What I don’t understand is the benefit of government planners treating these health factors as a unified set for some sort of unified attention, as contrasted with understanding that there are a series of health issues in any government jurisdiction that should be measured and assessed by professionals and if problematic made the focus of intense, specialized effort by professionals with a specialized professional education and on-the-job training and experience. I don’t see how clean water, clean air, healthy food, and promoting adult physical activity, nor crime prevention, traffic safety, phys-ed in public schools, earthquake preparedness, working smoke detectors, and mandatory inoculations should be the focus of unified attention by planners as a generalized bundle labeled as “healthy community planning.” Except maybe for a politician’s “action plan” to get elected.
    Or do I need to understand that “comprehensive planning” is a theory and practice of how local government should deal with everything that matters in one office?

  2. In response to John Niles, our field of comprehensive planning has for many decades included a discipline known as Advocacy Planning. This theory is part sociology, and part city planning.

    What Mr. Vasquez and the newer generation of planners are helping to evolve in California, is the revival of the historic impetus for zoning and urban planning in the USA, which was “to address the egregious public health issues of slum tenement housing in New York City”. Today we may call it “social equity” or “healthy communities planning” but improving the health and welfare of the general public through policy and the built environment has always been part of our charge as city planners.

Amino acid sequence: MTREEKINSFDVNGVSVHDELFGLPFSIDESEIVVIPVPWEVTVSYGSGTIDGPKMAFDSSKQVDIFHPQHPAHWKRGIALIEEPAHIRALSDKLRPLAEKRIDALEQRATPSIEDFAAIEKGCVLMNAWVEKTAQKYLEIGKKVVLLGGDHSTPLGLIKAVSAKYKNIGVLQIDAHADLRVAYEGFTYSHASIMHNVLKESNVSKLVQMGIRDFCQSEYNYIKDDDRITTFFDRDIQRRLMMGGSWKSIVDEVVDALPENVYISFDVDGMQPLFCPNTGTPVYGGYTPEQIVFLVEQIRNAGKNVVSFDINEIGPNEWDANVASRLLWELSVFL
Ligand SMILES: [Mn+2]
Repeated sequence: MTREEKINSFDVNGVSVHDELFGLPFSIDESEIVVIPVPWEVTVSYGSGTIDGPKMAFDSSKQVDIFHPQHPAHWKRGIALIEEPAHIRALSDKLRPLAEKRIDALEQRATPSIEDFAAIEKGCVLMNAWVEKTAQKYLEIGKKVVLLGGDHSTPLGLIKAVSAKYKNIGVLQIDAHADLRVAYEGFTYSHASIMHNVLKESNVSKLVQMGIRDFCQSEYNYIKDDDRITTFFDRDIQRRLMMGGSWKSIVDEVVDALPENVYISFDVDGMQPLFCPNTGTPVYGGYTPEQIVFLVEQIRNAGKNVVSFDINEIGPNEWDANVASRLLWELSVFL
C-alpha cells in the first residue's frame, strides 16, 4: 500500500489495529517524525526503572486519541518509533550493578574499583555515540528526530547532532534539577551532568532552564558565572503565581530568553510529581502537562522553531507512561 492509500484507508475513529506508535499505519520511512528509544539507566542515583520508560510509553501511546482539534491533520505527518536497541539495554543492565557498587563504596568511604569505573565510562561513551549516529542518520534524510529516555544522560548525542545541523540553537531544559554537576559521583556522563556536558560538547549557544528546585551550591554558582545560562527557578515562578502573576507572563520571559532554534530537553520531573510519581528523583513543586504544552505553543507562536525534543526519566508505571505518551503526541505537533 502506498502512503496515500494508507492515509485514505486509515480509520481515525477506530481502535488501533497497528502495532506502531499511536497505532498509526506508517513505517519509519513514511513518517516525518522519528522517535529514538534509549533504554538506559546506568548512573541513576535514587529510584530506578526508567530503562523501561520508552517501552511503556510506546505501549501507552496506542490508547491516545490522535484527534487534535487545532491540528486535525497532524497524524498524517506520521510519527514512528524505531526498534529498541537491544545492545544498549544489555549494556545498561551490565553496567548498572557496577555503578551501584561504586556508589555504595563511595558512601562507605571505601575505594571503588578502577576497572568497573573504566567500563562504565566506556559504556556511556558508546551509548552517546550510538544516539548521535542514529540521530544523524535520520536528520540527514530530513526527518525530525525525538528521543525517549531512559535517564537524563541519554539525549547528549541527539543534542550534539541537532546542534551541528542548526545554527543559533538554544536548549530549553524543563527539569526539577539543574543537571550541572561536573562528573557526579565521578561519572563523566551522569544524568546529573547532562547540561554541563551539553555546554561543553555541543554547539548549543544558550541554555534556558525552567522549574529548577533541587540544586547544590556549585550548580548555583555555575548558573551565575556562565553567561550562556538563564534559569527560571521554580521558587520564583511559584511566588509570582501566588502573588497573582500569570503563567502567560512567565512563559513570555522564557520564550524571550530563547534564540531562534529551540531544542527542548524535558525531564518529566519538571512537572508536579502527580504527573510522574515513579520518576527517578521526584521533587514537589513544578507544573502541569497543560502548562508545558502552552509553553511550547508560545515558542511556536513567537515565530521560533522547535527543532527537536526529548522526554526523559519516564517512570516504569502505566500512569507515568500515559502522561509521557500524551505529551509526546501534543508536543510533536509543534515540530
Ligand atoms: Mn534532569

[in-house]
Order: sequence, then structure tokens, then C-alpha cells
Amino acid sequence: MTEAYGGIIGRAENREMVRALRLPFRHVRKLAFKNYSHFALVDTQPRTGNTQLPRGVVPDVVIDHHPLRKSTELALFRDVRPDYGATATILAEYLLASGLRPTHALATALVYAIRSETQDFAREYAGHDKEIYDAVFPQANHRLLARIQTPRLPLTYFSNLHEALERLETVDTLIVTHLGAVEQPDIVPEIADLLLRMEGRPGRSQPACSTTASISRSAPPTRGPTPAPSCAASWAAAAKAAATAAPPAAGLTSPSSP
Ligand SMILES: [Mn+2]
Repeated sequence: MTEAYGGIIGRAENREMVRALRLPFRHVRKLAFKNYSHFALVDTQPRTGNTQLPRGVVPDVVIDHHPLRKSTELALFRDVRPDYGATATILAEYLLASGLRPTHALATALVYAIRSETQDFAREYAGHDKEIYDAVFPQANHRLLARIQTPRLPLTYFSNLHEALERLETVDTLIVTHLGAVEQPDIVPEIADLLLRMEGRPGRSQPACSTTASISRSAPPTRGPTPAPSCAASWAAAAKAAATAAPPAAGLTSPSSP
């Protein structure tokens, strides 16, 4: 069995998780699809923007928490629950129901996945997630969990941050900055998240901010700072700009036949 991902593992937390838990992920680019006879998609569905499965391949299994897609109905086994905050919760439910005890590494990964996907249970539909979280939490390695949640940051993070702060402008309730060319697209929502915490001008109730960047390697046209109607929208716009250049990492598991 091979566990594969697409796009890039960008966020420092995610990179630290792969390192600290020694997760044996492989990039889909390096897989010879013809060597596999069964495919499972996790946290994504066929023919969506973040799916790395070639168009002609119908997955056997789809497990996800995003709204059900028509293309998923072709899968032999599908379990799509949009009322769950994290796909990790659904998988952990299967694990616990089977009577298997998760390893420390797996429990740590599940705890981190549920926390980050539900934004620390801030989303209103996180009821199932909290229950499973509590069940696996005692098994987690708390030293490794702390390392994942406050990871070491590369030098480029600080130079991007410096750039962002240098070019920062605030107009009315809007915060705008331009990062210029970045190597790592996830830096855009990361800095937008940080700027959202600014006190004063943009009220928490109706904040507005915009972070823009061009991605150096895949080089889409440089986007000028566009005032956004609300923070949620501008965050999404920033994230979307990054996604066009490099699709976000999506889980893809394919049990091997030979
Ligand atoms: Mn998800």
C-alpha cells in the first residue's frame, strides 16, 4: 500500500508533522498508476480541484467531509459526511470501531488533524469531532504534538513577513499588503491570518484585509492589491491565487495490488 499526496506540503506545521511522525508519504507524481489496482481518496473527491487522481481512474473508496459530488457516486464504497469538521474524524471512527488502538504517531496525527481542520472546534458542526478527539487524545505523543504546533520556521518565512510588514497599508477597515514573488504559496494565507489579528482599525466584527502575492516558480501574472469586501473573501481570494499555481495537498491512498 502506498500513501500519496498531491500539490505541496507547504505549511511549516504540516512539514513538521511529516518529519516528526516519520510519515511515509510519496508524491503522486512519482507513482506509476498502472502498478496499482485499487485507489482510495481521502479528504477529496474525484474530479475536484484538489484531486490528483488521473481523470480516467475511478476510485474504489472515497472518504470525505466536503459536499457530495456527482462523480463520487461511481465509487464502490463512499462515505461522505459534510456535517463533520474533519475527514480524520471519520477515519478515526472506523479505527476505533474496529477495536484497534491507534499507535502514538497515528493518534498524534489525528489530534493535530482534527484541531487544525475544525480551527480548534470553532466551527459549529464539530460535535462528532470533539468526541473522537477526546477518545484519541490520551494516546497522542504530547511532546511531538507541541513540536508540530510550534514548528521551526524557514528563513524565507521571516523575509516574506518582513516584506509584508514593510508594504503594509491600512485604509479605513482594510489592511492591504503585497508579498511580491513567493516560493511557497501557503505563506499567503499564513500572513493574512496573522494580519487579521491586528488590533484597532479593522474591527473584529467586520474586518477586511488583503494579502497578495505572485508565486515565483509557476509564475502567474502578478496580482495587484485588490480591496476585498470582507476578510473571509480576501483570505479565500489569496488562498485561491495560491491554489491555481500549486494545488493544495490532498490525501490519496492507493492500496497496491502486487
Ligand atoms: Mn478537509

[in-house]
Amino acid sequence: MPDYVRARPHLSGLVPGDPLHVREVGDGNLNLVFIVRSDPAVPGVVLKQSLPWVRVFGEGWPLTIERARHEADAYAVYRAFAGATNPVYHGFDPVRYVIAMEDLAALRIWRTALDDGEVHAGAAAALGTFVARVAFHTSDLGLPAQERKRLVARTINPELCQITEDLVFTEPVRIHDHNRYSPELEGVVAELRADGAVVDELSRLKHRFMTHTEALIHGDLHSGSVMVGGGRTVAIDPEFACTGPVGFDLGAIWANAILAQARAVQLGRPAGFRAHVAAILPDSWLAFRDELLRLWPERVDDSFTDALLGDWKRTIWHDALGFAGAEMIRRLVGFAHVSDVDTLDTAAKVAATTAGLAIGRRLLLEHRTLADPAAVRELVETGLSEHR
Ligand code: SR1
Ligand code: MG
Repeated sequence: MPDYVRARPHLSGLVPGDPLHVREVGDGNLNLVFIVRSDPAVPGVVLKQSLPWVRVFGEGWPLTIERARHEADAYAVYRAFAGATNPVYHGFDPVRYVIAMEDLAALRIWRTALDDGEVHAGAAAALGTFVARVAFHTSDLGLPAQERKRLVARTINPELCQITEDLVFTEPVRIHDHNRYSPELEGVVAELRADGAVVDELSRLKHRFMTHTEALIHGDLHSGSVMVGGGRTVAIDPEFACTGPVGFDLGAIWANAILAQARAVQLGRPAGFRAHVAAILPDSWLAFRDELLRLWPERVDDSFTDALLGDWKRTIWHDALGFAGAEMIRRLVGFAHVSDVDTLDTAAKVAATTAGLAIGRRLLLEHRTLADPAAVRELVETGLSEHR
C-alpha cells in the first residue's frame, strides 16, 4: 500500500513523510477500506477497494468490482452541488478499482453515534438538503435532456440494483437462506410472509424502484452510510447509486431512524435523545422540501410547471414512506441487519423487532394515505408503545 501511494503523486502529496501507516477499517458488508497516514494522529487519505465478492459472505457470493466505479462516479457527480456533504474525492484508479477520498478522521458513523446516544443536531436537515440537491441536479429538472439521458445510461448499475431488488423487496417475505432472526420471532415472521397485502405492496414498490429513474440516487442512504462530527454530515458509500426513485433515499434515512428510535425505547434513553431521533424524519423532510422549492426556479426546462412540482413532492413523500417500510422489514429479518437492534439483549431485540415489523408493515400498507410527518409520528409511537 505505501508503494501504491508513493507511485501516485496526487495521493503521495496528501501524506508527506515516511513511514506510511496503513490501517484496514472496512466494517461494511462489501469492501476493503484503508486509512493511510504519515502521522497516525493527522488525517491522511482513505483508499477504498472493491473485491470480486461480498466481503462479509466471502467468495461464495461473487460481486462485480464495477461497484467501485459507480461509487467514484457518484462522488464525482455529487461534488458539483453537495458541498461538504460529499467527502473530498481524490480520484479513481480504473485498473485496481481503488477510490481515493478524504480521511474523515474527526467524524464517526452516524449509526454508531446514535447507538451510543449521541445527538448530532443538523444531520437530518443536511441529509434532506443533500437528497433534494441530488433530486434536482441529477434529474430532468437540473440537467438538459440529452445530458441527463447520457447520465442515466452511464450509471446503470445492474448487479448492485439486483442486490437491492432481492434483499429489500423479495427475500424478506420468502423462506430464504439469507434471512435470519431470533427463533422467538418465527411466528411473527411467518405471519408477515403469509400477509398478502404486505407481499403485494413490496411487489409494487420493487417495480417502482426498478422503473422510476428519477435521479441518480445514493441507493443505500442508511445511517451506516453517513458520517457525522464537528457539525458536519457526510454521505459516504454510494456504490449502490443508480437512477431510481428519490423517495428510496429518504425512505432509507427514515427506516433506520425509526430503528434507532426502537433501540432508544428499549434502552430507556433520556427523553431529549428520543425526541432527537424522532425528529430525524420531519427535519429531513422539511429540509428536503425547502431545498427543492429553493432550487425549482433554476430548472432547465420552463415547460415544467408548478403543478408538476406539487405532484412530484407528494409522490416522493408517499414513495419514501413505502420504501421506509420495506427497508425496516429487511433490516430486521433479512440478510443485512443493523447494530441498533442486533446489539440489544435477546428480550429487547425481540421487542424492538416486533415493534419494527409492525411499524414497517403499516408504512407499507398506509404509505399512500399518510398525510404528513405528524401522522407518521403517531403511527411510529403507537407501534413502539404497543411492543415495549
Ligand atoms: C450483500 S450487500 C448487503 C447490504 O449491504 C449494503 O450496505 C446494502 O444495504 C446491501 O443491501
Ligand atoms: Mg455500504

3. John,

    I appreciate your comment. Here is what I can offer as a response:

    1. The profession and practice of planning continues to evolve in response to the complexities of our current societal systems. As such, urban planning is no longer a technical profession concerned with just land use and environmental impacts for the sake of economic development. The discipline is increasingly becoming more concerned with the social implications of the quantity, quality and distribution of land uses that provide opportunities for people to thrive.

    2. In many respects, the built and natural environments are responsible for our healthy and unhealthy behaviors. If planners do not intentionally plan for health, the chances that a community will reflect positive health outcomes will be uncertain. In other words, healthy community planning is a prescription for individual and community health.

    Lastly, to stay relevant, planners–and the elected officials–must be champions of public health. A good place to start is by collaborating with the local public health department on projects such as affordable housing, safe routes to destinations, climate change and resilience, equitable development, etc.